Roger McGuinn Live Review
June 1, 2002 at the Virginia Highland Summerfest, Atlanta, Georgia
By Ronnie Dannelley & Bill Vordenbaum

I was driving around Atlanta on a Saturday afternoon with my friend from Texas, Bill. We were running various errands when we happened upon the local classic rock station, Z93 on the car radio. They announced a free concert with Roger McGuinn at the Virginia Highlands Summerfest. Having seen McGuinn twice before, I knew this was a must see show! However, the last two times I saw Roger, he had a full band. When we arrived and saw the stage, we realized it was an acoustic solo performance!

With an intimate crowd of only about 1000 people, Roger entered the stage for an all-acoustic set dressed all in black, with black pants, shirt and hat. He had the van dyke beard circa 1969. The park was definitely NOT crowded, so we were able to get a front and center spot about 30 feet from the stage! He alternated playing his Rickenbacker electric 12-string and an acoustic 12-string.

He did a quick sound check playing snippets of "My Love Don't Care About Time" and "Daddy Warlord". Frank Marino (morning DJ at Z93) entered and did a little introduction, mentioning that he just met Paul McCartney the week before! To read Frank Marino's interview with Paul McCartney Click here

Roger started off with "My Back Pages", followed by a medley of "Ballad of Easy Rider" and " Wasn't Born to Follow". He introduced the next song as a song about truckers, "Driving, Drive-On Low". Next was a Ledbelly song, "They Hung Him on a Cross". Roger then talked about how he always wanted to go into space and that was the inspiration for his next song, which he called his first country-rock composition, "Mr. Spaceman". Then he talked about the SWEETHEART OF THE RODEO ALBUM and played, "You Ain't Going Nowhere", followed by "Chestnut Mare". After a little introduction to the next song being a Gaelic song, he played, "Finnegan's Wake". Two Byrds classics followed, "Chimes of Freedom" and "Mr. Tambourine Man". Roger then told a humorous story about when he finally got to play in Wales. The people in Wales said that he had been miss-pronounced the name for 30 years! It is pronounced RUM-NEY, not REM-NEY. So, in the version he played he sang the corrected pronunciation in "The Bells of Rhymney".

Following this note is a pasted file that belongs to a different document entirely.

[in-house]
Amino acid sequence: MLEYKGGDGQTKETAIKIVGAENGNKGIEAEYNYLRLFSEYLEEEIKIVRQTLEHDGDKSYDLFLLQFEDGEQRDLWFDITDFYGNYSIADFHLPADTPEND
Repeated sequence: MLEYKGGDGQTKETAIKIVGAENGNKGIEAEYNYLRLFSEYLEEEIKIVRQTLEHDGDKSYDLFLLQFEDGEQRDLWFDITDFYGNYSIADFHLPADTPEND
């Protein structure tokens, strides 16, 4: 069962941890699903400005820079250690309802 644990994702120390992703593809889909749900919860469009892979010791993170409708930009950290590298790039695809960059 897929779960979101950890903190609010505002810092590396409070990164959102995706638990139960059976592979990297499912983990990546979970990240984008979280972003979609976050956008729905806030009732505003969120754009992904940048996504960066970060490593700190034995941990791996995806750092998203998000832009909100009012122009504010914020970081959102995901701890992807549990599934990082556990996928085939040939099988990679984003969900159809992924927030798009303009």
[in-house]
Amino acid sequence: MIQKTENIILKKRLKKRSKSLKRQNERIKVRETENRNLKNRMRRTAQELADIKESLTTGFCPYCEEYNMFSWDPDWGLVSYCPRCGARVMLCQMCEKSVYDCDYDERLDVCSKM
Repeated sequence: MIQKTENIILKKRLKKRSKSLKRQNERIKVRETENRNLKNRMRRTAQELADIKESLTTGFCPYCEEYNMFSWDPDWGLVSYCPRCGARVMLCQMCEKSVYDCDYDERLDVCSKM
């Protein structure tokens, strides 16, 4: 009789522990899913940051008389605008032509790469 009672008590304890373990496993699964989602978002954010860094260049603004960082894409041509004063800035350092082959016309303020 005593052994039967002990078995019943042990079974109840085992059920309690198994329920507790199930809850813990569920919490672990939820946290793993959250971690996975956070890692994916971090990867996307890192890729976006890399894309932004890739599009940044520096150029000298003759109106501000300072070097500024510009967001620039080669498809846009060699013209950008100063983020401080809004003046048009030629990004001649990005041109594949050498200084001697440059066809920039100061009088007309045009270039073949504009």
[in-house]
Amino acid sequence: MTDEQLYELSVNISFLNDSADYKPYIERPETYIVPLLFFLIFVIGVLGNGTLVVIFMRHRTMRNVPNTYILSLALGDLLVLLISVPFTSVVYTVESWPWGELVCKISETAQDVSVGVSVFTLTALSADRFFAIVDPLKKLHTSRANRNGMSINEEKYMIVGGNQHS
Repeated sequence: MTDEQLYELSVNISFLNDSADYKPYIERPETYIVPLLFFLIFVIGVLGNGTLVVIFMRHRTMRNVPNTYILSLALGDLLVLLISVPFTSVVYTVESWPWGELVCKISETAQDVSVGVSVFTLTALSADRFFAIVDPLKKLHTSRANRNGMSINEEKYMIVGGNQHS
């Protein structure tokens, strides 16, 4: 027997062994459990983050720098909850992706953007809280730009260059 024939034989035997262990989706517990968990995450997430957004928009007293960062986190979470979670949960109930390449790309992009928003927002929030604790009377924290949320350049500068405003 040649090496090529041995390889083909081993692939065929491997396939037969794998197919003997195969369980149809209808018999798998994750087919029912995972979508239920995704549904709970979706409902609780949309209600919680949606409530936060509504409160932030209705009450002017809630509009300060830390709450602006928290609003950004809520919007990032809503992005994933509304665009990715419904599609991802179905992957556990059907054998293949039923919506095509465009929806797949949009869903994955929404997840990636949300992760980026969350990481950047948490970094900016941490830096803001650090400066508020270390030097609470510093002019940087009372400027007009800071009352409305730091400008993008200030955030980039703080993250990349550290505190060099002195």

Roger then talked a little about Tom Petty, joking that when he first heard one of Tom’s songs he joked, “did I write that?”. He proceeded to play “American Girl”, a song originally intended for McGuinn (it is actually on one of his solo albums, although the Tom Petty version is better known). Next was a song that Roger wrote with Tom Petty called, "King of the Hill". Another solo album tune followed, "Cardiff Rose". McGuinn announced the next song as his favorite Gene Clark song, playing the Byrds power-pop masterpiece, "I'll Feel A Whole Lot Better". Two more Byrds classics followed, "Turn, Turn, Turn" and “Eight Miles High". On “Eight Miles High” Roger played a cool raga-styled intro and outro on his acoustic.

For an encore, McGuinn played "So You Wanna Be a Rock 'N Roll Star", getting the crowd to cheer to simulate the crowd noise on the original recording. He also changed the lyric line to "just get an acoustic guitar and learn how to play" from the original "electric guitar". Roger ended with a version of Dylan’s "Knocking On Heaven's Door". Who better to interpret Bob Dylan than the man who led a band who showed that Bob Dylan’s songs could be rock ‘n roll!

In his concise set, Roger McGuinn covered his entire career from the Byrds to his varied solo career. Quite a feat indeed! Plus, his guitar playing an voice was amazing. After the show Roger met the crowd at a little tent behind the stage. I got an autograph from Roger and then hung out with the "Fifth Beatle" Frank Marino from Z93. I’m still kicking myself for not bringing my electric Rickenbacker 12-string for him to sign!

Bill adds:
I had only seen Roger McGuinn once before at the Freedom Fest in Austin, TX circa 1992. He was "opening" for such legends of rock as REO Speedwagon and Joe Walsh. REO was as predictable as their previous recordings, while Joe Walsh was unable to remember the words to many of his songs and most notably, he forgot the guitar solo on "Life In The Fastlane". Roger, on the other hand, delivered a well-balanced performance of Byrds favorites, as well as some of his current solo material. He was just as fresh as any of his previous performances. Seeing him again, tonight, ten years later, reaffirmed my belief that his talent has transcended the past thirty plus years. His voice is still crisp and his playing still as sharp as ever. It was an unexpected treat to see Roger perform. I hope his performances continue to be as influential and adaptable for the next thirty years!

To read the EAR CANDY interview with Roger McGuinn (Sept 1999) Click here

Click here to visit the official Roger McGuinn web site